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15 Things Introverts Don’t Do At Work That Makes Them Excel

15 Things Introverts Don’t Do At Work That Makes Them Excel

Raise your hand if you’re an introvert.

Introverts are everywhere (one out of every two or three people you know). And they are like icebergs. What you see on the surface is only a small percentage of their entire selves. It’s just that they don’t usually help people to see the rest of them or the strengths they bring to the work environment.

If you work with an introverted person, you’re going to have to look for the substance underneath to fully appreciate introverts have incredibly valuable input at work. Keep in mind that introversion seems to increase with intelligence so that more than 75% of people with an IQ above 160 are introverted.

Here are fifteen things introverts don’t do at work that gives them a marked edge to excel in the workplace.

1. They don’t speak before they think.

While most extroverts will interrupt you when you are trying to say something because they can’t wait for their turn to speak, introverts will take their time before opening their mouth, quietly listening and reflecting in their head instead of thinking out loud.

Joe McHugh, vice president of executive services for the Edina, Minnesota, office of Right Management Consultants explains: “Colleagues and bosses need to realize that introverts often don’t know what they think immediately, and that they need time to think things through before coming to a conclusion.” It’s critical, Joe stresses, that you “circle back to introverts after they’ve had some time to consider things.”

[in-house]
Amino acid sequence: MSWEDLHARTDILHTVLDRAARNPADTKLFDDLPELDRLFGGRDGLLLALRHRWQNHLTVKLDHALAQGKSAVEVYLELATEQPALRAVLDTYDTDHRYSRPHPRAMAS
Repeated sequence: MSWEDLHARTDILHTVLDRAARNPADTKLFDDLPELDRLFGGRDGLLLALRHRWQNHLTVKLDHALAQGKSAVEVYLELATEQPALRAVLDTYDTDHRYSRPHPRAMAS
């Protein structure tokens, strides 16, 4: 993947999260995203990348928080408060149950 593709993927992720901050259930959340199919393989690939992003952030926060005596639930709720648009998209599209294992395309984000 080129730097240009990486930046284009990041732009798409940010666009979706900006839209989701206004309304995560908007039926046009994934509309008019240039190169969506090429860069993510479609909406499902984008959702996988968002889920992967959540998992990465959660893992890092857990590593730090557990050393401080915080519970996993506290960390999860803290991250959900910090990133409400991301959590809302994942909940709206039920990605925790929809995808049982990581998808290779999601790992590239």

2. They don’t encourage endless small talk.

This is especially true when it comes to engaging with a raging extrovert because, let’s be honest, office small talk is a drain. It will put any introvert out of her element. Unlike extroverts who are energized by such interactions, introverts are exhausted and or bored by them. Introverts prefer much deeper conversations, ideally about philosophical ideas.

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Sophia Dembling, author of The Introvert’s Way: Living a Quiet Life in a Noisy World, explains that it ultimately comes down to how a person receives (or doesn’t receive) energy from his or her surroundings.

3. They don’t crave attention or the limelight.

The thing with introverts is that popularity contests aren’t their thing. They do their best work on their own and don’t really like attention. This is in stark contrast with what extroverts generally like. Extroverts tend to engage in boisterous, attention-seeking behaviors and demonstrate great enthusiasm and assertiveness in a bid to gain external recognition and or reward.

It’s no wonder introverts are often overlooked for leadership roles, even though they make the most thoughtful leaders when selected.

4. They don’t sit all day at their desk, cursing the world and shunning daylight.